Bakura toyed with his food. "I hear a new place opened across from you recently. I haven't been in myself, but people seem to like it."
"I went on opening night. Haven't had a chance to go since then," Mai replied. "Definitely a classy place, though."
"That Yugi Mutou is industrious," Bakura remarked. "He'll own the whole street before long."
"I think that's the idea," said Mai. "I know his girlfriend is going to be running a dance club there soon, and who knows what else he's got lined up."
"Sounds exciting," said Bakura. He might have sounded a little sarcastic. It was hard to tell with him, sometimes.
They continued to chatter about light topics - a few local scandals, speculations on who would win an upcoming election, opinions on the current crop of summer blockbusters. When the meal was over, Bakura suggested they might watch a movie, and she accepted. They had been to one or two concerts together, but actually watching a movie would be something new. He led her into his living room and opened up a sleek black cabinet, telling her to select a movie while he made some popcorn. She perused the choices for a while, found one that suited her mood, slid it into the DVD player, and settled down on the sofa.
"I'll be right there," Bakura promised. She could hear him rattling around in the kitchen, presumably looking for something to put the popcorn in. "Start the movie. I'll be there by the time the previews are over."
Well, she couldn't blame him for that. She let the movie start to run and relaxed back into the sofa. It was a nice sofa, as these things went - black suede, with deep, soft cushions. It really did make a very comfortable place for a nap, and the movie previews were not particularly riveting, given that they were all for movies she'd already seen. In spite of herself, she felt her eyelids growing heavy.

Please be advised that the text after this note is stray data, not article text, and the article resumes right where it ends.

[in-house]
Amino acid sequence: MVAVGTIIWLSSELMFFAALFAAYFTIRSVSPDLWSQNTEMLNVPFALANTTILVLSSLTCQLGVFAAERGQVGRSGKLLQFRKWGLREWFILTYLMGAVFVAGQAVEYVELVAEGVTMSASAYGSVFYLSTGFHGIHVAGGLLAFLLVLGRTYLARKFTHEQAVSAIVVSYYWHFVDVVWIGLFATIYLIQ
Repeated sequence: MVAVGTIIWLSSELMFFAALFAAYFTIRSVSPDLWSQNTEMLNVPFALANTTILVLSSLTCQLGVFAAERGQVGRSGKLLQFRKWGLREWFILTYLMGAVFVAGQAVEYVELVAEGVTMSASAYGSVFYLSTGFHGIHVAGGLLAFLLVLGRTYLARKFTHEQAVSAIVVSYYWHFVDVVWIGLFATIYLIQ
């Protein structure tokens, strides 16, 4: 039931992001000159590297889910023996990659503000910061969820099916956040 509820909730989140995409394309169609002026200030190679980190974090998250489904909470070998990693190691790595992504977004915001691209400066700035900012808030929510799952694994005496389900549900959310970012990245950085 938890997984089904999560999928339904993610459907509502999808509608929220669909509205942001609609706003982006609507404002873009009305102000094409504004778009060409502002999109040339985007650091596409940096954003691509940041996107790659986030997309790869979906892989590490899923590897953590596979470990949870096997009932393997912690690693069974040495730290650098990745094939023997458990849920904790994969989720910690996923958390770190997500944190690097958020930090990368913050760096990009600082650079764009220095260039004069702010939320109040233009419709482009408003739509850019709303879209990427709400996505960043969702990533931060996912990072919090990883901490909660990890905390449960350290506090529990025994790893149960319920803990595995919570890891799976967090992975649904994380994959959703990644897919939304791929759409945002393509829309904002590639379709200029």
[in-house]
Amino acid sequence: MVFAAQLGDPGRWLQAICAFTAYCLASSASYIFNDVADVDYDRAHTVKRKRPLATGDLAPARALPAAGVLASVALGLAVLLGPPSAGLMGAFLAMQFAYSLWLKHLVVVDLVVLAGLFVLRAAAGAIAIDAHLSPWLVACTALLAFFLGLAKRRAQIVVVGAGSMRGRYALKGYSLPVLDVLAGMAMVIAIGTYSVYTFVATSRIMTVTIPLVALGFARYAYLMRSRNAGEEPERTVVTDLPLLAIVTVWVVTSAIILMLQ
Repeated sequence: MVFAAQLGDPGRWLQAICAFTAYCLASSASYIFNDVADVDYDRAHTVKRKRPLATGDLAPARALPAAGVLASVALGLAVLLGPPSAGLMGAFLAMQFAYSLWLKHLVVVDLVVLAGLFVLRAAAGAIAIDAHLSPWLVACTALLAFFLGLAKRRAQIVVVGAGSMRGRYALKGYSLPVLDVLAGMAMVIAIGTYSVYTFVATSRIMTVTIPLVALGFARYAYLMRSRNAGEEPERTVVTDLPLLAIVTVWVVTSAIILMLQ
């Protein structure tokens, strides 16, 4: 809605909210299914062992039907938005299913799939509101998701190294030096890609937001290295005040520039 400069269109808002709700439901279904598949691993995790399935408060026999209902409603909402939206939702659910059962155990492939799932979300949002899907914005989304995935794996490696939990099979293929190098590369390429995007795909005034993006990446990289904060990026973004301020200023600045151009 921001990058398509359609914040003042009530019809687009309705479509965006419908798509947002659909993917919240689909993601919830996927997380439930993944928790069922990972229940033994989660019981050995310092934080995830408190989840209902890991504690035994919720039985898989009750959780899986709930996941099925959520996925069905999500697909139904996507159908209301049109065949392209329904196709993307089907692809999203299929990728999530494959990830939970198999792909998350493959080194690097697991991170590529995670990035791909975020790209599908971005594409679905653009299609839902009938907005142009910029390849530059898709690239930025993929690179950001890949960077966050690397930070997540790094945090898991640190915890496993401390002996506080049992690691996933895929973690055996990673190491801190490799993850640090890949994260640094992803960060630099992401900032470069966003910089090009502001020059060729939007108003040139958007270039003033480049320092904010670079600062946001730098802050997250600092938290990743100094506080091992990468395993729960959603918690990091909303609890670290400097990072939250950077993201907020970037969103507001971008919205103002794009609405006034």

Wait... this isn't right... she thought vaguely. She struggled to wake up, but her body wasn't obeying her. Her limbs felt oddly heavy and far away.
Bakura returned to the living room. He wasn't carrying any popcorn. He was smiling.
"Ahh, good," he said. "I was wondering how much longer it would take."
She wanted to shout at him, to demand some answers, but her tongue felt swollen and stiff. Her eyes wouldn't stay open. The last thing she saw before darkness closed in on her was Bakura walking slowly towards her, smiling as if she had finally lived up to her expectations.
Mai awoke on a bed. Her head was pounding, and there was an unpleasant taste in the back of her mouth. She wondered, groggily, if she had a hangover. Her arms were twisted into an odd position above her head, and she tried to move them back down to her sides, or possibly to massage her throbbing temples. They wouldn't move. They appeared to be tied to the bedposts.